Recognising some of the practices of Structuralism within archival systems, such as the process of recombining, working according to a set of rules or game elements, and using these to make simulations and combinations, we decided to focus on the Institute’s recordkeeping system Adlib. Adlib is a software package that categorises, localises and internally links all the objects, papers, photos and other documents that Het Nieuwe Instituut houses in its collection. By taking this record keeping system as an example, Dutch designer Richard Vijgen was asked to explore the extent to which the record keeping system influenced the content and use of the archive. Obviously, any archival system influences the form of the archive and how it is used. With the pilot project the Data Volume Explorer Vijgen decided to focus on the structuring principles of the recordkeeping system and experimented with other interfaces to see what and how this would affect the understanding of the archival documents.
The huge scale in which information can now be captured is becoming increasingly important and is often referred to as ‘Big Data’. This term suggests that only the amount of data increases, but it is also the connectedness to this data that is increasing at the same pace. A great advantage of the digital age is that it is easier to present the same information in different ways and in doing so reinterpret it and give it new meaning. As Vijgen explained:
“An interesting quality of digital information is that you can continually rearrange it. A big advantage of the digital era is that it’s easier to present the same information in different ways and at the same time to reinterpret it and imbue it with meaning.”
The challenge in designing a search system or interface is always about the issue of how to build a system for something when one does not necessarily know what others will be looking for. For Vijgen it was important to design an interface that would allow those people without specific knowledge of the documents, to play with the information contained in the system. A physical carton box from the archive became the spatial metaphor and tool to play with the content in the archive. Data Volume Explorer became a set of building blocks that could be configured in every changing ways. Boxes could be turned, thrown on the ground, picked up and arranged in various ways. Instead of the rigid, analytical structure of the traditional set up of an archive, the building boxes offered a more playful approach.
Even though the content of the archive remained the same, the way people were invited to research allowed for new discoveries and additional layers of information to come up. In a sense people could access the archive in a more associative way. By giving the archival documents a new context each time they are searched and selected, they were imbued with a different or additional meaning. In other words, with the change to a digital archive, not only does visitor attention shift from a physical to a digital environment, but contact with the objects themselves changes. While a museum offers a (historical) perspective or context in which visitors are encouraged to reflect, analyse, remember or make connections, as mentioned, due to the different mechanism behind the interface unexpected connections between the individual archival documents are emphasised. This also means that certain expected findings can fail to materialise, while unexpected results can materialise.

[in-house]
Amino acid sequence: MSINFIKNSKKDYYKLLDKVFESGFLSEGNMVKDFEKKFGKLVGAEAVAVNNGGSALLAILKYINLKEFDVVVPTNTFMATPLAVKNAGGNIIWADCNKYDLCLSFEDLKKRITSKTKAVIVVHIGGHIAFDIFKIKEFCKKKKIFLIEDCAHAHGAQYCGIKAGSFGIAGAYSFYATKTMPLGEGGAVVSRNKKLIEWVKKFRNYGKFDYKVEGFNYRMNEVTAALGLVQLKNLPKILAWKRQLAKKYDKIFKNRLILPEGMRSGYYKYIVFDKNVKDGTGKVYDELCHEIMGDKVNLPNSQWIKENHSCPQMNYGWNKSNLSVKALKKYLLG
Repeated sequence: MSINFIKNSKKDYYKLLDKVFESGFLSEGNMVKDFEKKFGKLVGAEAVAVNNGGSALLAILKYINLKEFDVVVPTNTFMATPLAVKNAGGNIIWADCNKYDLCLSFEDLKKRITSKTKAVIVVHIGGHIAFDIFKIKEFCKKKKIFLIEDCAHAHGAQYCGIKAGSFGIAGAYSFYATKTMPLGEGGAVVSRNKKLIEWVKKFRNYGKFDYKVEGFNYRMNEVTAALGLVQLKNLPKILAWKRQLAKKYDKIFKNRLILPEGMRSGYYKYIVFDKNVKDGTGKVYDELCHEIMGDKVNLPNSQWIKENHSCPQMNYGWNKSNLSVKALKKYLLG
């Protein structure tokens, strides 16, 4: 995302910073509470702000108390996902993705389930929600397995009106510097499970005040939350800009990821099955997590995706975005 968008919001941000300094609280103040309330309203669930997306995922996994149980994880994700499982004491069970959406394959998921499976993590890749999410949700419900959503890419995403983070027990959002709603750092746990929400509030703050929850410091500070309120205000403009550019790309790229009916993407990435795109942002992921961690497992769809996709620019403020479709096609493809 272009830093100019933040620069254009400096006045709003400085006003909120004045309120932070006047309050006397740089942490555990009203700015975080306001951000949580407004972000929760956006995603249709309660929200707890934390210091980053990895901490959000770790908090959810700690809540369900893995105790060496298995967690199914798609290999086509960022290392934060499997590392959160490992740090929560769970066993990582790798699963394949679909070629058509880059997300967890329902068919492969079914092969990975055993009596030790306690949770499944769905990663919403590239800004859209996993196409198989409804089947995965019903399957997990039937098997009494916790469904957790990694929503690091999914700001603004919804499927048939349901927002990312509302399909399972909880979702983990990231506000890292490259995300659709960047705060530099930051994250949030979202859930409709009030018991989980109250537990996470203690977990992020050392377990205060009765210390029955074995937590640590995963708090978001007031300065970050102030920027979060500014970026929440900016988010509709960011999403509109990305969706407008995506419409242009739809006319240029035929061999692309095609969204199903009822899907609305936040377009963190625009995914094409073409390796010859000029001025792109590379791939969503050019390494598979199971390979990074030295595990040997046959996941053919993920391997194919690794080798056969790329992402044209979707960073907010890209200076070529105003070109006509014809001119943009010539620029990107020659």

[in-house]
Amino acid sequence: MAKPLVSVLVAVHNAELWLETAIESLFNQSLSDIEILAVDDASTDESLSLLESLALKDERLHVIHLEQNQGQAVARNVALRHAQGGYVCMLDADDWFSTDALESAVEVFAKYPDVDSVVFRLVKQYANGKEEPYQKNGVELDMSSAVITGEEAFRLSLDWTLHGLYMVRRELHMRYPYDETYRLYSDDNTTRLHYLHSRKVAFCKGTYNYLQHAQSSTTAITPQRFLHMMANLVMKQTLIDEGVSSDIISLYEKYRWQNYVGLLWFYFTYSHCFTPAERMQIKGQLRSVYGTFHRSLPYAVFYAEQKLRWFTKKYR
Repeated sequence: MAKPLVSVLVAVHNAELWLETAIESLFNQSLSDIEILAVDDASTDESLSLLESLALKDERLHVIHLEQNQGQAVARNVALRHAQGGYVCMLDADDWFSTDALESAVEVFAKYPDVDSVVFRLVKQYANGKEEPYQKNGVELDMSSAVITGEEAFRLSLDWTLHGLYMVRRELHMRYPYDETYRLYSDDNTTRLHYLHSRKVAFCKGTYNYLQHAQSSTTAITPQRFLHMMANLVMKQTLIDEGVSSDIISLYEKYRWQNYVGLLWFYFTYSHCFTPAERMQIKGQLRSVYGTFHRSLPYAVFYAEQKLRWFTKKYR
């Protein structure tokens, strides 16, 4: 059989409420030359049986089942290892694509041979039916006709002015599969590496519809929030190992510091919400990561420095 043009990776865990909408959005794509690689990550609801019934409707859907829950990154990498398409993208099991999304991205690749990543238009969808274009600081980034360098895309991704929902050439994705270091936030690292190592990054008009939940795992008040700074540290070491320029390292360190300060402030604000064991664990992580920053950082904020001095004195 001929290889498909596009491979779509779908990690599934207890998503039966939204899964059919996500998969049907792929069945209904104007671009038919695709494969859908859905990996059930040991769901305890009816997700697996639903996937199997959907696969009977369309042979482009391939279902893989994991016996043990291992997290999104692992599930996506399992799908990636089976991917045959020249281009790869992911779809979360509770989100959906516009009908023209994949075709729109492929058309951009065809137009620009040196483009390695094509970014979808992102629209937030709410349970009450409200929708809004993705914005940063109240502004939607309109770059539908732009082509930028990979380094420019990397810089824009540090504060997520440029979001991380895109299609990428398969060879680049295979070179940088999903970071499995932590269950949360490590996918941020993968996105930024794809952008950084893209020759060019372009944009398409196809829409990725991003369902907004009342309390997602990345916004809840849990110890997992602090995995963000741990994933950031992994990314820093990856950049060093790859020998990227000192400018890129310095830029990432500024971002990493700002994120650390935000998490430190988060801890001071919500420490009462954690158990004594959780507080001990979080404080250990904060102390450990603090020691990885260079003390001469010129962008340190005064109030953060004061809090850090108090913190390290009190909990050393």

It could be argued that this is the case in any archive, digital or analogue, however, the speed and the ease of accessing data have increased tremendously in the digital archive. The Data Volume Explorer provided a glimpse of the potential of interface design, which with the emergence of ever more sophisticated 3D visualisation and printing techniques, has the potential to make any digital ‘object’ accessible, anywhere. At the same time, it reaffirmed that the working of the database (in this case the recordkeeping system Adlib) and the interface design cannot be taken for granted. Especially once different systems are connected it becomes difficult to see how relations are made. This also means that such tools can impact the policy of an institution in various and at times unexpected ways, so that a critical attitude and understanding of their working is crucial.
Consequences of using Online Archival Platforms
For the next phase in the project we wanted to address some of the consequences of the increased access and accessibility to archival documents. Inspired by the influence of the user-interface we decided to focus on how this change affects the agency of users, especially in online ‘archival’ spaces. Our premise was that the archive’s traditional representational relationship to social identity, agency and memory is challenged by the distributed nature of networked media, and our aim was to seek new understandings of the link between the software with which online archives are coded and the way it produces agency for users.
In an attempt to interrogate online ‘archival’ platforms, graphic design studio Template (Marlon Harder and Lasse van den Bosch Christensen) traced the museum’s online activity and noticed that the institute has uploaded many of its digitized images on Flickr Commons. While this is not uncommon (many museums and libraries tend to do the same) there seems to be little awareness of what could potentially happen to these images. Following the mantra of accessibility, and giving little thought to the still very vague Terms and Conditions, anything can be done to the documents. Template was particularly interested in the interface of Flickr Commons; once in the website one sees a vast amount of images that is infinitely scrollable. Some museums have millions of images on the platform, which is served up visually as an extremely fragmented image collage. Rather than offering the original context of an image, the website functions primarily through visual linking, and when surfing the website new context and meaning is made instantaneously. The kind of human knowledge, found in a physical archive, is built up over time and does not transfer as easily. The knowledge the archivist possesses is unique, and this kind of contextual information is hard to replace in a digital environment. Rather than trying to translate this in a digital environment we wanted to explore other ways of using and perhaps abusing content which is void of context. As Template explained: